How Safe Are School Lunches?

No one ever confused school lunch with a gourmet meal. But you'd think parents could count on their children getting safe, nutritious food.

When Primetime producers went on surprise inspections of school cafeterias, however, they found stomach-turning conditions that parents never get to see: dead rodents just feet from where food was being prepared, roaches crawling along filthy floors, dishwashers that don't clean children's trays, and food being kept at temperatures where potentially dangerous bacteria can thrive.

Experts who track food safety in schools say such conditions can be found across the country — and that they put children at risk. "Those districts who continue to operate like this are surely going to have a major food-borne illness at some point. It's almost a guarantee," said food consultant Norm Greenberger, who has visited hundreds of school cafeterias.

School Food Illnesses on the Rise

Schools have been feeding children lunch since the National School Lunch Act of 1946. The idea was that nutritious meals would help children grow and learn. But government figures show that over the past decade there have been 300 outbreaks of food illness in schools, affecting 16,000 students — and that such incidents are rising by 10 percent a year.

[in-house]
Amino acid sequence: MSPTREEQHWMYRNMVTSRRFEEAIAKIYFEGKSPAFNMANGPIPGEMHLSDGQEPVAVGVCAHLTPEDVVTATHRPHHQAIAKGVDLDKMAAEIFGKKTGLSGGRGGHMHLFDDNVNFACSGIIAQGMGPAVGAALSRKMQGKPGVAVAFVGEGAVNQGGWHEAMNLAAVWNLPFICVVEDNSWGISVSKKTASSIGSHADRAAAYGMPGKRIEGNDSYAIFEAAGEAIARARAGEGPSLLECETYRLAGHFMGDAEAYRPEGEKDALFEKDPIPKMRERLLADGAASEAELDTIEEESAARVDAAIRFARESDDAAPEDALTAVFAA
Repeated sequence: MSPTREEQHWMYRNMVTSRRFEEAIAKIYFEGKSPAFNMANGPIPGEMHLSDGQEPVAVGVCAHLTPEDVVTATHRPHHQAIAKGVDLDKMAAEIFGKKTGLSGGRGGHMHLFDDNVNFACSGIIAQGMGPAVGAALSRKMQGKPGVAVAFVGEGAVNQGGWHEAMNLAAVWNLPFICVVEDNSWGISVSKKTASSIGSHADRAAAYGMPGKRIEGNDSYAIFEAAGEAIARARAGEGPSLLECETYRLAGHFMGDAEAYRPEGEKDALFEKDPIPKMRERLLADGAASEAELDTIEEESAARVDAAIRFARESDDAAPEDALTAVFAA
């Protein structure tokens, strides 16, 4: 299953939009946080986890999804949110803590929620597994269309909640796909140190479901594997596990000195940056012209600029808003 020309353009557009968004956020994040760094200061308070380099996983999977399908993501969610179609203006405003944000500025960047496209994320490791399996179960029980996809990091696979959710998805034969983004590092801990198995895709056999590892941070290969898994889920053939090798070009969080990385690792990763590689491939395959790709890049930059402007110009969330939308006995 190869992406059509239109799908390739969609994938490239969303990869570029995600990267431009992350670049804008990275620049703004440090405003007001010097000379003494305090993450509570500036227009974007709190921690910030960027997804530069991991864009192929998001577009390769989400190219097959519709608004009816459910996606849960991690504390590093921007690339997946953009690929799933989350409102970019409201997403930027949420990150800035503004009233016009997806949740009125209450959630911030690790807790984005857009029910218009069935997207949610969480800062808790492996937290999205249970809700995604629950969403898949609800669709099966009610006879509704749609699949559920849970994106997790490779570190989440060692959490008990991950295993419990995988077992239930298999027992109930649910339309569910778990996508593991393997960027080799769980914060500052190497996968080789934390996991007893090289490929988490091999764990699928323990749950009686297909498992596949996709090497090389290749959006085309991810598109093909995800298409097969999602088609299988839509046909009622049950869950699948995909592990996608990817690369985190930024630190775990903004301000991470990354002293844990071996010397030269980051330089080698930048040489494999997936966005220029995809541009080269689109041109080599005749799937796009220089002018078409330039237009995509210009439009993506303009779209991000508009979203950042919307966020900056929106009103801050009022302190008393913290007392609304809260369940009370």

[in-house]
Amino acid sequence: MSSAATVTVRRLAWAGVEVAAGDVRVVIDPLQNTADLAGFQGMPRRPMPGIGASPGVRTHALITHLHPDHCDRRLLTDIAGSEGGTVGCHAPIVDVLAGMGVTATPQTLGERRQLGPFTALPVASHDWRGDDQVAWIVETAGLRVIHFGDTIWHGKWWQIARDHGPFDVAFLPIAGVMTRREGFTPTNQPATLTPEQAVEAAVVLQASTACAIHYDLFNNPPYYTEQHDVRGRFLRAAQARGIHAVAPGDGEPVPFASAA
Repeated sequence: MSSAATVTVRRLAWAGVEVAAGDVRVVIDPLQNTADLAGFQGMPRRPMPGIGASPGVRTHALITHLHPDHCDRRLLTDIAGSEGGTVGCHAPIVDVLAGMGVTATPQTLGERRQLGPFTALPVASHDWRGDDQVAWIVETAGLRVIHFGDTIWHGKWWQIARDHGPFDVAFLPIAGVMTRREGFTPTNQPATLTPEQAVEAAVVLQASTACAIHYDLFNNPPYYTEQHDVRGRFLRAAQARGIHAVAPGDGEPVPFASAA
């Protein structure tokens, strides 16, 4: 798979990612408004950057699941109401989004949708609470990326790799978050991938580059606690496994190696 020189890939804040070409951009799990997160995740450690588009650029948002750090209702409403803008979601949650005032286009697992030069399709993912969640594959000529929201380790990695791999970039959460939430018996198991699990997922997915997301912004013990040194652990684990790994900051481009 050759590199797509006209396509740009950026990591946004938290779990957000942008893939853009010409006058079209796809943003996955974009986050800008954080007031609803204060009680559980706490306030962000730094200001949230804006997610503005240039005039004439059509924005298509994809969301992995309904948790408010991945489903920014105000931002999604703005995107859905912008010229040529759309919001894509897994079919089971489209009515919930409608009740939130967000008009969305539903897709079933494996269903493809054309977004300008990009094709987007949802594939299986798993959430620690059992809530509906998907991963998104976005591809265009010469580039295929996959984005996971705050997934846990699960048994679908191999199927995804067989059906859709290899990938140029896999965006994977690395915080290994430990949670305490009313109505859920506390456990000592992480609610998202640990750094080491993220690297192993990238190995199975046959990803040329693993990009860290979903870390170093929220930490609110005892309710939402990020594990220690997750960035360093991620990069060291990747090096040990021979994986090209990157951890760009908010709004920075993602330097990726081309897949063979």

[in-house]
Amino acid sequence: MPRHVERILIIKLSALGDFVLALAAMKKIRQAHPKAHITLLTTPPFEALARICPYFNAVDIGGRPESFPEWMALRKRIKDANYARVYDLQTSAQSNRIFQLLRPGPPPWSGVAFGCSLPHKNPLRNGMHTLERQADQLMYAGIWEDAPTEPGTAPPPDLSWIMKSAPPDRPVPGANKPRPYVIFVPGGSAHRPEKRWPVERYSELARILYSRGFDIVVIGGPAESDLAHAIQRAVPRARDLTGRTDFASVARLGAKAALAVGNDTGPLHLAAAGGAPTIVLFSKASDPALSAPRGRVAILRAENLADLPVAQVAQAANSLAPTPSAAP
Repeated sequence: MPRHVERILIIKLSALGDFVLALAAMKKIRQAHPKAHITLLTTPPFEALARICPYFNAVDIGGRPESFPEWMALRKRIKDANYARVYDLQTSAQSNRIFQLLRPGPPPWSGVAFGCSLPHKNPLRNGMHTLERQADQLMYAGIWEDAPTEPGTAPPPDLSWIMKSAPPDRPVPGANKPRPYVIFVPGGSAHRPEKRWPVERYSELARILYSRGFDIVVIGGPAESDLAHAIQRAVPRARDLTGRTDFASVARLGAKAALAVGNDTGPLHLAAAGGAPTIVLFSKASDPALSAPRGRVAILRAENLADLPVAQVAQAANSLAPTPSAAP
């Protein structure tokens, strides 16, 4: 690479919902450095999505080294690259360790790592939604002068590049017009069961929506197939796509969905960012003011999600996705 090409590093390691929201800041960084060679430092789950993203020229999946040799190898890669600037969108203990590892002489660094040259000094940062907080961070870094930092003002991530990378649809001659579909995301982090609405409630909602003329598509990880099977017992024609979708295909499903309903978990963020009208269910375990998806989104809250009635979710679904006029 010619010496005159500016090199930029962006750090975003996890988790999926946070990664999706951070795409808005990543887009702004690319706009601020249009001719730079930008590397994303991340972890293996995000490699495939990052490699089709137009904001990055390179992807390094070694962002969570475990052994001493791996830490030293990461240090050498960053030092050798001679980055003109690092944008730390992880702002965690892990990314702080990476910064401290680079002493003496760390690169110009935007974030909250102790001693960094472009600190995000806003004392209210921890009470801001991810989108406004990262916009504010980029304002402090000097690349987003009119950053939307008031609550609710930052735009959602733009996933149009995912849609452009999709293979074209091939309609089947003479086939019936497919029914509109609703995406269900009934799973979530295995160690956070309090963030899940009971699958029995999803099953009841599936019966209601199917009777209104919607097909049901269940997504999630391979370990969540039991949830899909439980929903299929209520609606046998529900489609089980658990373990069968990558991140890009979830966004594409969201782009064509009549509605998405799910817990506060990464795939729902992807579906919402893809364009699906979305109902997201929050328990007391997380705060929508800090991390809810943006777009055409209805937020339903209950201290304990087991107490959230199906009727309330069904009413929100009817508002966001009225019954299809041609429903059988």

In 1996, bacteria in spaghetti served at five schools in Sacramento, Calif., made 400 children sick. In 1998, 1,200 students in seven states became ill after eating burritos from a plant in Chicago.

Also in 1998, 12 children became infected with E. coli bacteria that health officials linked to beef tacos served at rural Finley Elementary School in Washington state. One of the children, a 2-year-old girl who doctors believe contracted the infection from a sibling or playmate, was so seriously ill that doctors say she will need kidney transplants before she turns 8.

Starting at the Source

Primetime started its school lunch investigation at the source: the processing plants that supply meat to schools. The U.S. Department of Agriculture, which administers the National School Lunch Program, purchases enough food to feed 27 million children every day. The department is also responsible for inspecting every meat plant that supplies schools.

For the Primetime segment, a safety inspector agreed to take a hidden camera to a plant that processes more than a million pounds of chicken for schools each year. The inspector, who requested anonymity, found several chickens with yellow sores indicating an infection under the skin, as well as potentially hazardous fecal matter. The inspector also found filth in machines that box chicken and processing equipment dripping with chicken fat. Documents obtained by Primetime showed that the plant had repeatedly failed tests for salmonella and inspectors say they had demanded improvements, but, they said, the plant kept selling chicken for consumption at schools.

When shown the video, Elsa Murano, the USDA's undersecretary for food safety, said it was "upsetting to say the least." She said the department has "revolutionized" its meat inspection system in the past four or five years, toughening health regulations for plants that process meat.

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